Reading Arduino reference manual, I see this text, but I believe that it is not relevant as in my case the pin is configured for OUTPUT, not INPUT.

NOTE: Digital pin 13 is harder to use as a digital input than the other digital pins because it has an LED and resistor attached to it that's soldered to the board on most boards. If you enable its internal 20k pull-up resistor, it will hang at around 1.7 V instead of the expected 5V because the onboard LED and series resistor pull the voltage level down, meaning it always returns LOW. If you must use pin 13 as a digital input, use an external pull down resistor.

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  • \$\begingroup\$ I'm not sure, but I think I smell a grounding problem. \$\endgroup\$ – John R. Strohm Dec 23 '11 at 17:25
  • \$\begingroup\$ Thanks @John. Had several rounds of visual inspection, and rewiring, but see nothing obvious that could mean "grounding problem". GND on breadboard is provided by Arduino. The RF module uses this GND, as do the unused logic-analyzer channels. Every other probe, connected to the Arduino digital output pins, are staggered and separated by 1 row each on the breadboard to reduce any chances of crosstalk. Is there something else I could check ? \$\endgroup\$ – icarus74 Dec 24 '11 at 12:12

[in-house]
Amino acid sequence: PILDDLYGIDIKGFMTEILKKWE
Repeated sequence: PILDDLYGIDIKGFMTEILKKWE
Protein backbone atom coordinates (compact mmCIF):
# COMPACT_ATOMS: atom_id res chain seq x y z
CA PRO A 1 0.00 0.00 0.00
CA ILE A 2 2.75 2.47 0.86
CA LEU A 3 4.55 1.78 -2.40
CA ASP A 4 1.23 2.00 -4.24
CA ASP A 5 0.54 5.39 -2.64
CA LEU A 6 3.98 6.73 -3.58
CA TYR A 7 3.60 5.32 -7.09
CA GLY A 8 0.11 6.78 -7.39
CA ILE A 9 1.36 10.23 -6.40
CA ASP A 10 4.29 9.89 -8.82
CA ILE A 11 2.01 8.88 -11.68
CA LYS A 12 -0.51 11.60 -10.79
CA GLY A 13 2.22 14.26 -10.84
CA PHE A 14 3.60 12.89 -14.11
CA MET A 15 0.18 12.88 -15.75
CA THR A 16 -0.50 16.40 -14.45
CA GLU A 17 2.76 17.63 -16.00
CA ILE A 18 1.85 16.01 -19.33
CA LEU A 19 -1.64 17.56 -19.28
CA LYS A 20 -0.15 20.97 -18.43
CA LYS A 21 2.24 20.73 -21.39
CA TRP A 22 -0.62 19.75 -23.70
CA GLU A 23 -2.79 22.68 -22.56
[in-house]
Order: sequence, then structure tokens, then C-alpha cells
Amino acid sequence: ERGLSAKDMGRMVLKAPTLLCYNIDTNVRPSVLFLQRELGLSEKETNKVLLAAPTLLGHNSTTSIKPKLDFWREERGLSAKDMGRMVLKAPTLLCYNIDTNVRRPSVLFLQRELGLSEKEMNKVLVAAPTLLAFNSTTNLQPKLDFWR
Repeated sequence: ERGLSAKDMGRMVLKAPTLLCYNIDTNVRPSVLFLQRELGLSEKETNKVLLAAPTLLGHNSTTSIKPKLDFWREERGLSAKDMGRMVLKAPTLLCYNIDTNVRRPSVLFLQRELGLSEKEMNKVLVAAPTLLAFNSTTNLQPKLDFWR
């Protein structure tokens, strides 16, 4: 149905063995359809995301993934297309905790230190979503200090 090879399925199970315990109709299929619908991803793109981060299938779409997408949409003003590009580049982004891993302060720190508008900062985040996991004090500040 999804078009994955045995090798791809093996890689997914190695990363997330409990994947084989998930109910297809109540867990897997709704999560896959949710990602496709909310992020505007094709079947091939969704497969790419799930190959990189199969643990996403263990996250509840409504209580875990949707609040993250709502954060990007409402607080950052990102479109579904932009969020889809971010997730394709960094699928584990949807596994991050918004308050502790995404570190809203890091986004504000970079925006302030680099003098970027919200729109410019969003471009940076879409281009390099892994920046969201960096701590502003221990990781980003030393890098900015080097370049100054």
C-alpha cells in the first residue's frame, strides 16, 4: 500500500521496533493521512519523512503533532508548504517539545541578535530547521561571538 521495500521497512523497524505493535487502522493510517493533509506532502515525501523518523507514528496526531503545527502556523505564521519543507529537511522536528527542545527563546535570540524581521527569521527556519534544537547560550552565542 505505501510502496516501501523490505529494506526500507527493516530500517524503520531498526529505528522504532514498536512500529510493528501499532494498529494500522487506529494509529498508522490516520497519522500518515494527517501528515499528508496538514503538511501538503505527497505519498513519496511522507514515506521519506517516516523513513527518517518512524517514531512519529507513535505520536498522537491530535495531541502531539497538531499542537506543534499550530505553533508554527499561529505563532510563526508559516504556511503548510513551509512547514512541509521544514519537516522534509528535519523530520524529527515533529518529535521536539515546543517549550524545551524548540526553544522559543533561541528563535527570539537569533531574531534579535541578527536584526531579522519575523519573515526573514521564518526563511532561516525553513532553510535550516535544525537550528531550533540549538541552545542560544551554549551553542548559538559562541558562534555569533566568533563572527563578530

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You need to step back and deal with this noise properly. Trying to cover it up in the firmware is the last resort. Something is making a mess somewhere.

Start by turning off everything except the receiver module and look at its output with a scope. Make sure the scope probe is properly grounded right at the receiver module ground. Make sure the logic analyser, the arduino, etc, are all off. Power the receiver from batteries if you have to. Is the noise now present on the receiver output? If so, then all the stuff that's off isn't at fault. Shut off as much other equipment in the vicinity as you can manage. Put a antenna tuned to your frequency (you only said ISM band, which doesn't tell us the frequency) on the receiver. Make a 1/2 wavelength dipole from wire if you need to. Keep poking around to find the source of the noise, which in this case is either bad module hookup or actual RF interference in your band. If the latter, there is little you can do about it.

If the signal is clean with just the module, then slowly add back other parts of the circuit one by one. Each time watch the output of the receiver on the scope. At some point you'll get the noise back, but now you'll know the source.

The best way to deal with any noise is to eliminate it at the source. Once noise gets added to your signal, there are likely parts of the noise that can't be distinguished from valid signal anymore. No amount of post processing can get rid of such noise.